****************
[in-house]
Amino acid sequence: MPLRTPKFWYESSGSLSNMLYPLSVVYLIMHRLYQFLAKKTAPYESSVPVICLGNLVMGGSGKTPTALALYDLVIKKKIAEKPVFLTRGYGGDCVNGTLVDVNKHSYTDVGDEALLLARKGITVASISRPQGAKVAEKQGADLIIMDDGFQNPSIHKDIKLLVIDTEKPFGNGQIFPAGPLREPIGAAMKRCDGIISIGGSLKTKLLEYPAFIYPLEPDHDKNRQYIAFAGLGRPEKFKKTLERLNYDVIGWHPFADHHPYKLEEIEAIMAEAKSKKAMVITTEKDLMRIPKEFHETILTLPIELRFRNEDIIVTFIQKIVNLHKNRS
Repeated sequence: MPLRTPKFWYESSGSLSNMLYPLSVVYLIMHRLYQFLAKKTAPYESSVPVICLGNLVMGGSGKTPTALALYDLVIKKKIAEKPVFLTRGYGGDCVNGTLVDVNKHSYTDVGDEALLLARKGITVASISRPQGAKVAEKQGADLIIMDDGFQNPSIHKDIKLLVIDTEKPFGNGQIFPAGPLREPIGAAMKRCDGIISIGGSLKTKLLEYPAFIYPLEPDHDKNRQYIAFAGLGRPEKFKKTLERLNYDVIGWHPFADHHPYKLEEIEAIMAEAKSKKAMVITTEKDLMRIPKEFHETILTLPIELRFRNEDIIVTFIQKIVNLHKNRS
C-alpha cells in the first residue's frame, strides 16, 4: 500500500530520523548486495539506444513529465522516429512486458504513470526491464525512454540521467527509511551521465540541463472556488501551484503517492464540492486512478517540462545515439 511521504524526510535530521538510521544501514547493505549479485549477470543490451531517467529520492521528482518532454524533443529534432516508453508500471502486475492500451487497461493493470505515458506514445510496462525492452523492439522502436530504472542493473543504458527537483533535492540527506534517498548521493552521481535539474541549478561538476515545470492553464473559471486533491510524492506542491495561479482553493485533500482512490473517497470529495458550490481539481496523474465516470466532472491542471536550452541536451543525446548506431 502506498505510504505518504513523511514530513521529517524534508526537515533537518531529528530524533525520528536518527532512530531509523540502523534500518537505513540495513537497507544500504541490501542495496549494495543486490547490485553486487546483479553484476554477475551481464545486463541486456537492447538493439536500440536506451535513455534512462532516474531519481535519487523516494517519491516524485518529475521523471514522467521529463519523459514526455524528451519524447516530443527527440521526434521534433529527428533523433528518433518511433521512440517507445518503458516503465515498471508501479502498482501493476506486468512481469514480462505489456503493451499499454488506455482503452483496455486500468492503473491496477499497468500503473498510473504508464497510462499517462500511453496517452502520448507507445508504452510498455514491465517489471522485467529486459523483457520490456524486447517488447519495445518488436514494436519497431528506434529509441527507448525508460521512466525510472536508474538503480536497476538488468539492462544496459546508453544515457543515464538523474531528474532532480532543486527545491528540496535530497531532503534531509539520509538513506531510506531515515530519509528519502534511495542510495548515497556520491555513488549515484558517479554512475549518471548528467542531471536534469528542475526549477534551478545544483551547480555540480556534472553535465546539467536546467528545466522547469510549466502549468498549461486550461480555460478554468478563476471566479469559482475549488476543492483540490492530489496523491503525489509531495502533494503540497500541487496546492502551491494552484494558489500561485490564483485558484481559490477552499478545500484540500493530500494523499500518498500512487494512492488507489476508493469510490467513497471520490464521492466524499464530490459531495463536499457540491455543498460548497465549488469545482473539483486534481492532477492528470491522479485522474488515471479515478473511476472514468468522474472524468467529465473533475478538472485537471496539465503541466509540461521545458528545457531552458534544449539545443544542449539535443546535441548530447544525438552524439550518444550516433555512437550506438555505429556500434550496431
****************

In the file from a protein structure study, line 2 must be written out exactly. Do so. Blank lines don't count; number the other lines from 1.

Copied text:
Amino acid sequence: MPLRTPKFWYESSGSLSNMLYPLSVVYLIMHRLYQFLAKKTAPYESSVPVICLGNLVMGGSGKTPTALALYDLVIKKKIAEKPVFLTRGYGGDCVNGTLVDVNKHSYTDVGDEALLLARKGITVASISRPQGAKVAEKQGADLIIMDDGFQNPSIHKDIKLLVIDTEKPFGNGQIFPAGPLREPIGAAMKRCDGIISIGGSLKTKLLEYPAFIYPLEPDHDKNRQYIAFAGLGRPEKFKKTLERLNYDVIGWHPFADHHPYKLEEIEAIMAEAKSKKAMVITTEKDLMRIPKEFHETILTLPIELRFRNEDIIVTFIQKIVNLHKNRS